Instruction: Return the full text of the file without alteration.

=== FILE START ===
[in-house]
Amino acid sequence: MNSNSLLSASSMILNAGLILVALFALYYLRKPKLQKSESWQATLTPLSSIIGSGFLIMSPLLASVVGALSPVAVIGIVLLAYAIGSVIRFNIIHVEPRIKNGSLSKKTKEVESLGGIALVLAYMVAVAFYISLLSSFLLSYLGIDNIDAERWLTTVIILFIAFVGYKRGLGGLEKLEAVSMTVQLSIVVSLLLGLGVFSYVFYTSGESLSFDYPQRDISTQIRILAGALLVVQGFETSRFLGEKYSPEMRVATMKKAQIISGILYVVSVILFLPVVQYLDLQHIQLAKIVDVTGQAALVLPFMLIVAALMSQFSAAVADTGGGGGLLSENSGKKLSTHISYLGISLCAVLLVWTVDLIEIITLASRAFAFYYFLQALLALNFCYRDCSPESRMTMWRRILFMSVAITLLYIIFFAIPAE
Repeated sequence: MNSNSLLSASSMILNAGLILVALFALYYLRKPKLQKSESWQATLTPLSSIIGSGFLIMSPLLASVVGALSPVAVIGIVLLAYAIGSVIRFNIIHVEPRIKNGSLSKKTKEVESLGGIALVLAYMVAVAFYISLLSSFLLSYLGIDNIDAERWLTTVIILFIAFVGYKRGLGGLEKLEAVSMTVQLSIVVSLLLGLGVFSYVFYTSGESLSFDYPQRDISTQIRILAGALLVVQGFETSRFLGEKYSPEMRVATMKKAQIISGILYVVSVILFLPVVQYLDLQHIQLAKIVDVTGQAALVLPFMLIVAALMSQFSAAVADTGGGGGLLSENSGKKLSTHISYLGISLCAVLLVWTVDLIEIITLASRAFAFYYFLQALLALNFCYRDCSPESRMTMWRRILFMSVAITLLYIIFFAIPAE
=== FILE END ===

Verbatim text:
[in-house]
Amino acid sequence: MNSNSLLSASSMILNAGLILVALFALYYLRKPKLQKSESWQATLTPLSSIIGSGFLIMSPLLASVVGALSPVAVIGIVLLAYAIGSVIRFNIIHVEPRIKNGSLSKKTKEVESLGGIALVLAYMVAVAFYISLLSSFLLSYLGIDNIDAERWLTTVIILFIAFVGYKRGLGGLEKLEAVSMTVQLSIVVSLLLGLGVFSYVFYTSGESLSFDYPQRDISTQIRILAGALLVVQGFETSRFLGEKYSPEMRVATMKKAQIISGILYVVSVILFLPVVQYLDLQHIQLAKIVDVTGQAALVLPFMLIVAALMSQFSAAVADTGGGGGLLSENSGKKLSTHISYLGISLCAVLLVWTVDLIEIITLASRAFAFYYFLQALLALNFCYRDCSPESRMTMWRRILFMSVAITLLYIIFFAIPAE
Repeated sequence: MNSNSLLSASSMILNAGLILVALFALYYLRKPKLQKSESWQATLTPLSSIIGSGFLIMSPLLASVVGALSPVAVIGIVLLAYAIGSVIRFNIIHVEPRIKNGSLSKKTKEVESLGGIALVLAYMVAVAFYISLLSSFLLSYLGIDNIDAERWLTTVIILFIAFVGYKRGLGGLEKLEAVSMTVQLSIVVSLLLGLGVFSYVFYTSGESLSFDYPQRDISTQIRILAGALLVVQGFETSRFLGEKYSPEMRVATMKKAQIISGILYVVSVILFLPVVQYLDLQHIQLAKIVDVTGQAALVLPFMLIVAALMSQFSAAVADTGGGGGLLSENSGKKLSTHISYLGISLCAVLLVWTVDLIEIITLASRAFAFYYFLQALLALNFCYRDCSPESRMTMWRRILFMSVAITLLYIIFFAIPAE